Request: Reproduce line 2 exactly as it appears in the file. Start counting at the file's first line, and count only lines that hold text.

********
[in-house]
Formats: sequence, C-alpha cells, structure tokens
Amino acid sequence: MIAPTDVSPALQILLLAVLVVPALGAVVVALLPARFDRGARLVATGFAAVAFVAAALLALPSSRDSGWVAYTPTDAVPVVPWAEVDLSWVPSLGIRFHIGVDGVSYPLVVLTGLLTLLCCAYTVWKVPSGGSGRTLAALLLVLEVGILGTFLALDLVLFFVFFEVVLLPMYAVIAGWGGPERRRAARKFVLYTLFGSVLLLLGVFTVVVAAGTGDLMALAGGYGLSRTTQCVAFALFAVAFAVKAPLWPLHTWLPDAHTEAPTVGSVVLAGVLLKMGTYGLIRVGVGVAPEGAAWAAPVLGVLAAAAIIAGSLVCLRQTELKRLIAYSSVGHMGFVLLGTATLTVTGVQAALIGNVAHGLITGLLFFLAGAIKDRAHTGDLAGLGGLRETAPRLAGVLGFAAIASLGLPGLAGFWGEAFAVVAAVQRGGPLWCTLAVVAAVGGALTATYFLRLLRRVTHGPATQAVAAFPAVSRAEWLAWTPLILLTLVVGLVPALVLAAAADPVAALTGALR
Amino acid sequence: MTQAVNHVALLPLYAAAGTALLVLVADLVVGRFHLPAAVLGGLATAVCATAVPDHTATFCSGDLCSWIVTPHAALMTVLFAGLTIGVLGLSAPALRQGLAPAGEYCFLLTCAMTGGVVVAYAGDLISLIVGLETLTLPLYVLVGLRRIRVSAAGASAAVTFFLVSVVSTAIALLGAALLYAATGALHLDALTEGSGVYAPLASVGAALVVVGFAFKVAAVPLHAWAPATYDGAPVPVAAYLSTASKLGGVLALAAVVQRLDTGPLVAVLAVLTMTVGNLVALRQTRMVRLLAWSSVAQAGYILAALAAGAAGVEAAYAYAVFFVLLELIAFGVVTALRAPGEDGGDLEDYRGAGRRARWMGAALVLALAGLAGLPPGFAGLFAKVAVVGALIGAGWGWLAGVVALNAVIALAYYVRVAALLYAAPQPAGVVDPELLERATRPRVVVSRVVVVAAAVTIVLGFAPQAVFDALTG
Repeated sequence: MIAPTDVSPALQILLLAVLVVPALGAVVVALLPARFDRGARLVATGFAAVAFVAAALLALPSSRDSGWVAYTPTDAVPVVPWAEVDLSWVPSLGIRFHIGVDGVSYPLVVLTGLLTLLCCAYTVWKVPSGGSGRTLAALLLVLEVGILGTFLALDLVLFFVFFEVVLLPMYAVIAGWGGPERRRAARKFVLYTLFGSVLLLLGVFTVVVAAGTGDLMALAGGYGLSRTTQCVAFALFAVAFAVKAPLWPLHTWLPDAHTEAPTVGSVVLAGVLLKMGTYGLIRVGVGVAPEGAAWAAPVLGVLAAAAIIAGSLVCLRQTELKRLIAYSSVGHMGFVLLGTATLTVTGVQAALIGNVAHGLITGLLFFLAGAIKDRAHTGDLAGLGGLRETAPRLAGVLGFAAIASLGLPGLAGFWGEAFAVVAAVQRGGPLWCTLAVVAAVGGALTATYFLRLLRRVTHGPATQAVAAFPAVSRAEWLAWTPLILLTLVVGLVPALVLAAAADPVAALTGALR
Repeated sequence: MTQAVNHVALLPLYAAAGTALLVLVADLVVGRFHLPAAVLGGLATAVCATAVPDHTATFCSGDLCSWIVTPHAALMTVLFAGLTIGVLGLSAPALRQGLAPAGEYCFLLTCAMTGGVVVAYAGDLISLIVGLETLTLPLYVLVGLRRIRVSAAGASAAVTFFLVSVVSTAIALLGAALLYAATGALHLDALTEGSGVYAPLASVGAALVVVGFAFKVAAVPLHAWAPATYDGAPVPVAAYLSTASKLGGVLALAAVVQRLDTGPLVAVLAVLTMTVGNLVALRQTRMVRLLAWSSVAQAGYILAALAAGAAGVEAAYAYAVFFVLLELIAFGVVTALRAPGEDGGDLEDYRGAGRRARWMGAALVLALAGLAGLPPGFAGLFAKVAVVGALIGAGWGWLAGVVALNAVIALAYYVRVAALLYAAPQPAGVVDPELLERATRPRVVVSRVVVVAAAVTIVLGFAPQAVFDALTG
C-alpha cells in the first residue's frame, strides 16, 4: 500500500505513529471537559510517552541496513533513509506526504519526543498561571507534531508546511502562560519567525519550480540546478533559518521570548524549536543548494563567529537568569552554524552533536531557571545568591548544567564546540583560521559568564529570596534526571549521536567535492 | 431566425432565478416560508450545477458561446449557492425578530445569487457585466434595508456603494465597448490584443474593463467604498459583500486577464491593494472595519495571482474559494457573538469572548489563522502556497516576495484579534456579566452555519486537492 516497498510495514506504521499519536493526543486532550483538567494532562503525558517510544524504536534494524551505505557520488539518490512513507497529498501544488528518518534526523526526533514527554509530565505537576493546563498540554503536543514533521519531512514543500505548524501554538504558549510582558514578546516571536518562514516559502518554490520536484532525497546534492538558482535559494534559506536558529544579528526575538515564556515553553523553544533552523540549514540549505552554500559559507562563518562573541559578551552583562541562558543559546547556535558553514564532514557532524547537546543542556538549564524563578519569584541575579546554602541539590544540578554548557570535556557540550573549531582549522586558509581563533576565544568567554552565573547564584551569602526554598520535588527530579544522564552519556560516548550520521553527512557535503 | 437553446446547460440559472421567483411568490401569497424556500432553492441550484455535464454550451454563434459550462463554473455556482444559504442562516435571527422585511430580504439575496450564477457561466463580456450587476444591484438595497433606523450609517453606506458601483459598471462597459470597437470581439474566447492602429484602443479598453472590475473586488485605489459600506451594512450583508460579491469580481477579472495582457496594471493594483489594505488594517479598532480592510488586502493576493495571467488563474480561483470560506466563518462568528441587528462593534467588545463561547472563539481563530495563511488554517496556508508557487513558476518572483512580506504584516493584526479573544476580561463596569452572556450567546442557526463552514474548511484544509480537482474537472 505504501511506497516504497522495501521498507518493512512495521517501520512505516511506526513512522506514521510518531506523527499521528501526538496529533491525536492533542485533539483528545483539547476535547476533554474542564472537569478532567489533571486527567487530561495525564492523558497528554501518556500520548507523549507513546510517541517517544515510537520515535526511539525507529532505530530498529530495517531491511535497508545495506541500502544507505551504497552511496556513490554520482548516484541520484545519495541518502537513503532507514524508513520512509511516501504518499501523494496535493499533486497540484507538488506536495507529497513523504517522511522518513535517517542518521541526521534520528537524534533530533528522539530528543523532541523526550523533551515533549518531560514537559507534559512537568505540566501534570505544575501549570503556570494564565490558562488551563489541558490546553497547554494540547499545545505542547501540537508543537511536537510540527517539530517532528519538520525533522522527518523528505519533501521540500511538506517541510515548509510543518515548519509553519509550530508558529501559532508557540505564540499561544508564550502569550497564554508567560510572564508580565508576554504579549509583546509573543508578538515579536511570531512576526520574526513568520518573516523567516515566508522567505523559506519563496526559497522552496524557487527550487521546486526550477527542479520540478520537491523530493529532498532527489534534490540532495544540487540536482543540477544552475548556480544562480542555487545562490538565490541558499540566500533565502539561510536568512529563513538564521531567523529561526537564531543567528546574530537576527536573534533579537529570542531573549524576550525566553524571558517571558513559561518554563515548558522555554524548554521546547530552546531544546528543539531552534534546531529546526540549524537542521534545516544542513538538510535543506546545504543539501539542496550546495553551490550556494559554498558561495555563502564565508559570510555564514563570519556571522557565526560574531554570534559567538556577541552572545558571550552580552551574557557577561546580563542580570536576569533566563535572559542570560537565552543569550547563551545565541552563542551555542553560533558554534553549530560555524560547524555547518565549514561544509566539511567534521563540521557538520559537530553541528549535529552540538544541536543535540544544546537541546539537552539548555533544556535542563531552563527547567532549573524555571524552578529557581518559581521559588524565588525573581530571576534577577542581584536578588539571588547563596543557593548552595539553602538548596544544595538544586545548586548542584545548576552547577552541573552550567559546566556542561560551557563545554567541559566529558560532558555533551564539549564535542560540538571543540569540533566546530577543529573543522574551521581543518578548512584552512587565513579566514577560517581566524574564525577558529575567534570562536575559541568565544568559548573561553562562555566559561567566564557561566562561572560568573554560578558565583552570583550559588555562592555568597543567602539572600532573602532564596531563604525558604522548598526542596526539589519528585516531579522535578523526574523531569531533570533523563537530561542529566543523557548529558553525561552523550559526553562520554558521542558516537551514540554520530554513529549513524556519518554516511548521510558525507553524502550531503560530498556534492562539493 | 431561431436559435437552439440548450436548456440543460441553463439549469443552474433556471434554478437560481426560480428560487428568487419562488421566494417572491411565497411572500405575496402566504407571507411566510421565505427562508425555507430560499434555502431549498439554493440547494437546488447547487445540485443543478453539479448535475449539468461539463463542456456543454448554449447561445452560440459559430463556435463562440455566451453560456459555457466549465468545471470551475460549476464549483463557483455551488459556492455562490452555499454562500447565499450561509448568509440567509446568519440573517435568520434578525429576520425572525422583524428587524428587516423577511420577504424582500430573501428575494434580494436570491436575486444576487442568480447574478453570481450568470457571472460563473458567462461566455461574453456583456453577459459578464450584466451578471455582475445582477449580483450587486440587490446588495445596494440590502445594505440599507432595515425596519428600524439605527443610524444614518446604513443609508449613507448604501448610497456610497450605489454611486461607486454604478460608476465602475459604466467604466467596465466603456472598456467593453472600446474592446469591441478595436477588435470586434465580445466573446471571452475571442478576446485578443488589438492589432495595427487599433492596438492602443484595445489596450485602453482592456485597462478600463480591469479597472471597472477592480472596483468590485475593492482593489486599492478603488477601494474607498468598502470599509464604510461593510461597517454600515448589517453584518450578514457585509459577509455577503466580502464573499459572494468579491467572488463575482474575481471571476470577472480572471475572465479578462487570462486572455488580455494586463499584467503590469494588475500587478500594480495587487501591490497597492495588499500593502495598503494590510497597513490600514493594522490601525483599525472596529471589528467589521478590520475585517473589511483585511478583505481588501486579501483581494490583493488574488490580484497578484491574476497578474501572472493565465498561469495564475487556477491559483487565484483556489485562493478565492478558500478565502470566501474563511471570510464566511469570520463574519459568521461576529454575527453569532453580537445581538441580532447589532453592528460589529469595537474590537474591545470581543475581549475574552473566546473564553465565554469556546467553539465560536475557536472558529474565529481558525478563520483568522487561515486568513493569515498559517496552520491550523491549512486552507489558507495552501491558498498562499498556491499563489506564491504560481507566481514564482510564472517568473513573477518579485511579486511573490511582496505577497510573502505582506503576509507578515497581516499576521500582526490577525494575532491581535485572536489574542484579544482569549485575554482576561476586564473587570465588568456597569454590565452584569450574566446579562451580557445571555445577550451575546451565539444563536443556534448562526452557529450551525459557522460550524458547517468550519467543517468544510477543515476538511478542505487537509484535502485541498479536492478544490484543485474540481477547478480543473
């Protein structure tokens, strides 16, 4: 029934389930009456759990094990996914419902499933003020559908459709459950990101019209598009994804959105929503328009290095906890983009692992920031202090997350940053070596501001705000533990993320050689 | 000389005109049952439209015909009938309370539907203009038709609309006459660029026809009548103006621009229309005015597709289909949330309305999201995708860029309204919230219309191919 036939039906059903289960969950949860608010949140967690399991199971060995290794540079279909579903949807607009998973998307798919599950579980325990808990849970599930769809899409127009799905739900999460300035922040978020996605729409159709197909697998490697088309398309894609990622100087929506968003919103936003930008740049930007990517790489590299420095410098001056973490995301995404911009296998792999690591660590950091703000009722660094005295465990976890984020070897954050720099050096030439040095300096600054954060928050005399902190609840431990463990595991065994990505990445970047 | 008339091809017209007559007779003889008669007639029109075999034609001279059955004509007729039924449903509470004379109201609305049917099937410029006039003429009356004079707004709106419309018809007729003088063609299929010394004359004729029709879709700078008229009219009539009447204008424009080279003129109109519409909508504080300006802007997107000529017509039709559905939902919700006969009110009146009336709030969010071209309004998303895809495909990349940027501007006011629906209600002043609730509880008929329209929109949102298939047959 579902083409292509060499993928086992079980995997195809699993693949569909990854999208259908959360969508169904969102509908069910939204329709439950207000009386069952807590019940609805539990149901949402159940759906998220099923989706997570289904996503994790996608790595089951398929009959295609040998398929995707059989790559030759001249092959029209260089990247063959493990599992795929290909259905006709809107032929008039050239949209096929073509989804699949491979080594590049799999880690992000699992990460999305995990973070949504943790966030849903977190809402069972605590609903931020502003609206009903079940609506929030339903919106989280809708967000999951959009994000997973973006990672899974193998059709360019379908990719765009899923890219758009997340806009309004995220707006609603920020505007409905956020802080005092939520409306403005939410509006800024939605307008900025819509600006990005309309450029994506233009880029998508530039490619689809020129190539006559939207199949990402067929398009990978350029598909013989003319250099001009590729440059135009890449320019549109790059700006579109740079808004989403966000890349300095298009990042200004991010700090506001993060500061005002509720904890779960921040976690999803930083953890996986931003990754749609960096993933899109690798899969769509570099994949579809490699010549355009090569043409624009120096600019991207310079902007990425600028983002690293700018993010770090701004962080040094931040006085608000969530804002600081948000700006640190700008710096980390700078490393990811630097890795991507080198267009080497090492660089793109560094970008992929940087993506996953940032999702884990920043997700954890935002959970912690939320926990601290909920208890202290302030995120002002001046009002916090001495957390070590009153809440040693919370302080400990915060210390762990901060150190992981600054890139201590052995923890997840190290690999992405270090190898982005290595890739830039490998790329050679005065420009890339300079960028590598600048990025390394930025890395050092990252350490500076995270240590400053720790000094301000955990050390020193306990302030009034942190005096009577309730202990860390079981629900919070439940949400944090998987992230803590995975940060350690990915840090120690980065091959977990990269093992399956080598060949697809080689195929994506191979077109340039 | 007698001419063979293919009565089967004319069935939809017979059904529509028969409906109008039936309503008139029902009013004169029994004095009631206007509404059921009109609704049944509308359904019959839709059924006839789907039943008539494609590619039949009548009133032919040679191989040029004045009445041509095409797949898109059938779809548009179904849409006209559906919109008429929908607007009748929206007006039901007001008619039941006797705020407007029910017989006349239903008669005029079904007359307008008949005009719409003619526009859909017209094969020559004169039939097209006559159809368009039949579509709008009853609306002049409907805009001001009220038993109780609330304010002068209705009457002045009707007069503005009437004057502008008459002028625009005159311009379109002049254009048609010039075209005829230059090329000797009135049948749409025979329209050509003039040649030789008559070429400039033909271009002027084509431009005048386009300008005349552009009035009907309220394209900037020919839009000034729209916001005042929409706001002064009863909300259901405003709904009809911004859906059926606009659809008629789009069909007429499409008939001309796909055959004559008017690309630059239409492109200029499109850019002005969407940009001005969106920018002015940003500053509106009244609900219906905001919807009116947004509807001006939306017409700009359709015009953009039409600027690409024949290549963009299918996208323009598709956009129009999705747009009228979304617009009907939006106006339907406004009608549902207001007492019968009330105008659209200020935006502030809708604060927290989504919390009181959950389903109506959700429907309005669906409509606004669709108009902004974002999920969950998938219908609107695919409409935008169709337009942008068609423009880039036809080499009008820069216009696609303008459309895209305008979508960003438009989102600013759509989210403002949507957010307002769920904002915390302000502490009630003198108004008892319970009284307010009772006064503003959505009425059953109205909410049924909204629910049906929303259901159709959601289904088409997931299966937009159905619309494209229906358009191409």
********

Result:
Formats: sequence, C-alpha cells, structure tokens